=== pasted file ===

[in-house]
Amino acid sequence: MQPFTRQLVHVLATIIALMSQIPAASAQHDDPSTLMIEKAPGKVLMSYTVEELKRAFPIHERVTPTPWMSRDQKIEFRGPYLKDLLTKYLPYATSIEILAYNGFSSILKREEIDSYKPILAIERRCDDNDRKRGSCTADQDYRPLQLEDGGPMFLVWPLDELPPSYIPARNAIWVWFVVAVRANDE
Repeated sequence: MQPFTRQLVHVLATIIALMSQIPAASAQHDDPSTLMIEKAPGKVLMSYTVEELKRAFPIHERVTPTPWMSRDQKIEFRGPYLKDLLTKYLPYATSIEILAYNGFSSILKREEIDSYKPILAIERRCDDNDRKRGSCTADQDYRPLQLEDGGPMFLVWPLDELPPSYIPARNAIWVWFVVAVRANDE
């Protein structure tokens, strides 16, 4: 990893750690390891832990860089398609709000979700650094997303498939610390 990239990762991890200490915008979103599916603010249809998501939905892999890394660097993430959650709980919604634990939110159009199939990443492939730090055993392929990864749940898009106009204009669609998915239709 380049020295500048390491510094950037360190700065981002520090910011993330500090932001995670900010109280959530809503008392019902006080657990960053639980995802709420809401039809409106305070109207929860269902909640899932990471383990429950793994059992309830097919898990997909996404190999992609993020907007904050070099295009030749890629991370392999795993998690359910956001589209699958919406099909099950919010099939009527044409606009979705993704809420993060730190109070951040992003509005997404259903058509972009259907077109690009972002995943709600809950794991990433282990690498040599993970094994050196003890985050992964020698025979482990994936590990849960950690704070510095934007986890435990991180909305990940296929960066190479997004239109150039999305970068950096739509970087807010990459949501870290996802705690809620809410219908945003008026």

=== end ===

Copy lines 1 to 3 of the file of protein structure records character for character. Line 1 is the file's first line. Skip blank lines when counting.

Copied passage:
[in-house]
Amino acid sequence: MQPFTRQLVHVLATIIALMSQIPAASAQHDDPSTLMIEKAPGKVLMSYTVEELKRAFPIHERVTPTPWMSRDQKIEFRGPYLKDLLTKYLPYATSIEILAYNGFSSILKREEIDSYKPILAIERRCDDNDRKRGSCTADQDYRPLQLEDGGPMFLVWPLDELPPSYIPARNAIWVWFVVAVRANDE
Repeated sequence: MQPFTRQLVHVLATIIALMSQIPAASAQHDDPSTLMIEKAPGKVLMSYTVEELKRAFPIHERVTPTPWMSRDQKIEFRGPYLKDLLTKYLPYATSIEILAYNGFSSILKREEIDSYKPILAIERRCDDNDRKRGSCTADQDYRPLQLEDGGPMFLVWPLDELPPSYIPARNAIWVWFVVAVRANDE